When Laxness returned to Iceland early in the summer of 1920, he seems to have already given up the idea of writing in Danish. The scholar and poet Sigurður Nordal was being hailed for his story “Hel” (The Goddess of Death), which had appeared the previous year in Fornar ástir (Ancient Passions), a collection of Nordal’s short stories. Written in a fragmentary, lyrical prose style, the story concerns a young man who ventures out into the world to find himself but then returns home as an old man to face his death. Nordal’s poetic use of language in “Hel” apparently demon strated to the young writer new possibilities. In paying tribute to Nordal’s literary genius many years later, he acknowledges that “Hel” was a turning point for him–for a young Icelander to think of writing in Danish suddenly seemed absurd when there was a chance of writ ing such fine Icelandic.
The year following Laxness’s return from Denmark in 1920 is the subject of the fourth and last volume of his memoirs, Grikklandsárið (1980, The Year in Greece)–a somewhat misleading title, as Laxness had never gone to Greece but had only dreamed of doing so. For most of this time he lived at home with his family at Laxnes in addition to pursuing his studies and fre quenting the coffeehouses in Reykjavík. In the autumn he accepted a position as a tutor on a farm in Hornafjörður in southeastern Iceland, in those days one of the most isolated regions of the country. The children of the household turned out to be generally older than he was, and he had ample time for reading and writing. While there he worked on a long novel titled “Salt jarðar” (The Salt of the Earth), but he never finished it, and the manuscript is now lost.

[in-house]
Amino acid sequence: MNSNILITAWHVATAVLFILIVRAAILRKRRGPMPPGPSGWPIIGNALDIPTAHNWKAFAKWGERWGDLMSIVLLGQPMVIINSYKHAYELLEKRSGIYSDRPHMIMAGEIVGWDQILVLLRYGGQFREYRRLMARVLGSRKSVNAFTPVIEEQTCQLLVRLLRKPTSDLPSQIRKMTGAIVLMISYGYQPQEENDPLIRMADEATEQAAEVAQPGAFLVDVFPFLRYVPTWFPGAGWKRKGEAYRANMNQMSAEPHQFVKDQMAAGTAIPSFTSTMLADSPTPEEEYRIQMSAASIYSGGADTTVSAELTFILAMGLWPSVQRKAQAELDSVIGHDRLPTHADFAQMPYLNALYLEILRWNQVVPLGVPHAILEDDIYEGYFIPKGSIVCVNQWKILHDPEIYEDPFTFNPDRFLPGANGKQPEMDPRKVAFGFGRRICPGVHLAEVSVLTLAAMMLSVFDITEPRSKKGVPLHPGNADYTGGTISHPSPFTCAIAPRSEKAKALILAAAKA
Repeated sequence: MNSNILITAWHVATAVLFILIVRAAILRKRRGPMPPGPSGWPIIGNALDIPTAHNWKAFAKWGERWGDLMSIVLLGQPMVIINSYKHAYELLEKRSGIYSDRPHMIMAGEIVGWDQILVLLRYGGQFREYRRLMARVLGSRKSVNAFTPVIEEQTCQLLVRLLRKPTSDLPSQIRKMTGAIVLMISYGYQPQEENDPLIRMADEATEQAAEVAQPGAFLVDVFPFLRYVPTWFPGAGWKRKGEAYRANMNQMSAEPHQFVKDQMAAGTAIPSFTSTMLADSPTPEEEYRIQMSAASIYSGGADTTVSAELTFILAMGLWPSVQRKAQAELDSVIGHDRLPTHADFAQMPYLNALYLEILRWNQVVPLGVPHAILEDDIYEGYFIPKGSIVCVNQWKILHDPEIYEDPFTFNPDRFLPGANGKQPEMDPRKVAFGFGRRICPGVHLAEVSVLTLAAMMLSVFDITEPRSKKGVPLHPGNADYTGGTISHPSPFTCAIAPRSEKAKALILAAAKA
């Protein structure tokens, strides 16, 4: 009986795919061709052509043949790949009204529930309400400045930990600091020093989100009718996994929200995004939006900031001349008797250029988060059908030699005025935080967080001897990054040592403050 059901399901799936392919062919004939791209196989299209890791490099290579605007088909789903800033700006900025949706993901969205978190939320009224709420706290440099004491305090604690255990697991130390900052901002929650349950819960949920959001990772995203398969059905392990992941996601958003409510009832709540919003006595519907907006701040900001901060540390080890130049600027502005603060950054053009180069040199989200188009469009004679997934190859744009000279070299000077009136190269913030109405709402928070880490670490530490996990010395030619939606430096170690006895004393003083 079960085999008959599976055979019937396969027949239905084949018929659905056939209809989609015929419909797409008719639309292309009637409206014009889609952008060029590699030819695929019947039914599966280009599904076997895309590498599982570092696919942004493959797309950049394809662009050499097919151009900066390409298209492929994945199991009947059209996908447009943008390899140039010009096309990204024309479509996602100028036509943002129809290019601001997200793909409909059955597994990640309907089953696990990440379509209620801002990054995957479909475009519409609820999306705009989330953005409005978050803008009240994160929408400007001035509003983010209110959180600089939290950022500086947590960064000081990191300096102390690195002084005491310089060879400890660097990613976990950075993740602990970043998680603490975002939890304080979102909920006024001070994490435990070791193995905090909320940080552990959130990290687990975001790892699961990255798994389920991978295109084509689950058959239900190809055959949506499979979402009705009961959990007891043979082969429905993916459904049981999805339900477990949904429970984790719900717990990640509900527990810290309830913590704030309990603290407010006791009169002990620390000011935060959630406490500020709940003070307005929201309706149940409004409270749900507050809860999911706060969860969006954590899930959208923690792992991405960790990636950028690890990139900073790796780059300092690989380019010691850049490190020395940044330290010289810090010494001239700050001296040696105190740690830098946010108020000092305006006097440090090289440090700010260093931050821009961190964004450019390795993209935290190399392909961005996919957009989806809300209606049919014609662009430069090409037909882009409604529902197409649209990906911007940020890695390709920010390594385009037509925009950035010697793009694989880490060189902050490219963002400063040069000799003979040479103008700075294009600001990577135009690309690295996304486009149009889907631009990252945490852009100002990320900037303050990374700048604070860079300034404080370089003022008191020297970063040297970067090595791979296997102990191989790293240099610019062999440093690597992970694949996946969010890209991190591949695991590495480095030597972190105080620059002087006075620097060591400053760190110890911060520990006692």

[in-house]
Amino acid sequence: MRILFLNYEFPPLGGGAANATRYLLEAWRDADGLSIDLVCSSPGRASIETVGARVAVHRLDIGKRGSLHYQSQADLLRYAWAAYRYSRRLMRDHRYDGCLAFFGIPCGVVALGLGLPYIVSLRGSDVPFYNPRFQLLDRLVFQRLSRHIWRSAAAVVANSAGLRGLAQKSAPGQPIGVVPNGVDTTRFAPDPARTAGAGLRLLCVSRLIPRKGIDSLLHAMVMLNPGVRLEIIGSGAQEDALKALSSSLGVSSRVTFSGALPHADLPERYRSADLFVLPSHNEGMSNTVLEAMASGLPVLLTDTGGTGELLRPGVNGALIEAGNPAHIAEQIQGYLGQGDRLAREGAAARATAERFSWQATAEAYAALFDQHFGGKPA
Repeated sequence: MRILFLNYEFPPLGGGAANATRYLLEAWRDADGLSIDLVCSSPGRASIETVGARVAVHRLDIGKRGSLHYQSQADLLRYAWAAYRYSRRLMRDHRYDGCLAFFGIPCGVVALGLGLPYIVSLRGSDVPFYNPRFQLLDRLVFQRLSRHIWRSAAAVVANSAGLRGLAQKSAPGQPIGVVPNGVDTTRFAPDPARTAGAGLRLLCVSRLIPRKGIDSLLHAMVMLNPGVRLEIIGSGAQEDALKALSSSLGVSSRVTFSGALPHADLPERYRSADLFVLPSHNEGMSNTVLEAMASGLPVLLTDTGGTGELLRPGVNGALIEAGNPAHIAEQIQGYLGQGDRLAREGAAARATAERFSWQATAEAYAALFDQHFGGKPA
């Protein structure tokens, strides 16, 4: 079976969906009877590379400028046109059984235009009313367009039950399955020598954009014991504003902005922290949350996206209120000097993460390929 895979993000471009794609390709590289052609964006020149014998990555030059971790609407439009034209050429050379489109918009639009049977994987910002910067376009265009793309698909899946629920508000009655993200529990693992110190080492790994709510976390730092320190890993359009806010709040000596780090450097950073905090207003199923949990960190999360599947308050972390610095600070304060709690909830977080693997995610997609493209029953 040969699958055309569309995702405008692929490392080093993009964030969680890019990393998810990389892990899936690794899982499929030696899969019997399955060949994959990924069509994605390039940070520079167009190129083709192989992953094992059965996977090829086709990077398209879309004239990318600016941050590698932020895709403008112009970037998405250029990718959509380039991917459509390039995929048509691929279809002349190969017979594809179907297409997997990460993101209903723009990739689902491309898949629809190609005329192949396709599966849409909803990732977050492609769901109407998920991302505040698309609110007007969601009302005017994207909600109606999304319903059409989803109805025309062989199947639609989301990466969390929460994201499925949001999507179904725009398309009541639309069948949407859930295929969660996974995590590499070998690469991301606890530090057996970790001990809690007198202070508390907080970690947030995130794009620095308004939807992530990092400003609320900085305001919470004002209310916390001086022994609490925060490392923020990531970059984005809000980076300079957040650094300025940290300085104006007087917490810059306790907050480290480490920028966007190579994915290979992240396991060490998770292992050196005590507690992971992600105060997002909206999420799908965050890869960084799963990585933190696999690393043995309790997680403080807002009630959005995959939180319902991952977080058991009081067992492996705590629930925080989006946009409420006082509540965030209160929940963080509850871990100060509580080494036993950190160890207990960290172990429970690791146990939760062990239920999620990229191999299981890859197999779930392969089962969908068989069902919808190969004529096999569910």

In the autumn of 1921 Laxness again set out to see the world, traveling around Europe and spending most of his time in Germany and Austria. At Innsbruck he wrote a philosophical book titled “Rauða kverió” (The Red Booklet), written in red ink and clearly influenced by Strindberg. The book was not published until several decades later when most of it was incorporated into Heiman eg fór. Evidently, Laxness’s ultimate destination on this trip was America, perhaps with the idea of settling there. To that end he applied to the Canadian authorities for a permit to reside in Saskatchewan, where he intended to work on a relative’s farm. Apparently, his application was either lost or processed too late, for when Laxness arrived in New York in the spring of 1922, he was promptly sent back to Europe on the same ship that brought him. During the return voyage he wrote the short story “Júdít Lvoff,” published in Nokkrar sögur. In his preface to the second edition in Þœttir he says that the story shows a clear dovetailing of certain characteristics that stayed with him over time. He is obviously referring to the conflict between Iceland and the outside world, the Icelander and the cosmopolitan. The story is narrated by a writer who, as an Icelander and a man of the world, mediates between these two realms. The title character is a wild and exotic young Russian woman who comes to Iceland and seduces an innocent, hardworking farmer’s son. She leaves the country, promising to come back, but then marries a rich American businessman and settles in America. In this story Iceland is poor and primitive but genuine and true. Foreign countries are superficial, treacherous, and rich. In the end the American businessman offers to introduce the writer to his friends in Hollywood.
Back in Europe, Laxness stayed several months in Denmark, mainly on the island of Bornholm. There he met a young Icelandic woman, Málfríður Jónsdóttir, and in April 1923 had a child, María Halldórsdóttir. The news that he was to become a father came as a great shock to Laxness and was one of the factors in his decision to enter a monastery. With the help of the Danish writer and Catholic Johannes Jørgensen, he was admitted to the Benedictine monastery of St. Maurice de Clervaux in the Grand Duchy of Luxembourg toward the end of 1922. In January 1923 he was baptized a Catholic by the bishop of Luxembourg and adopted the name of the Irish martyr Kilian (missionary bishop beheaded at Würzburg, circa 689). Laxness then called himself Halldór Kiljan Laxness, publishing his books under this name until 1963, when he dropped the Kiljan moniker.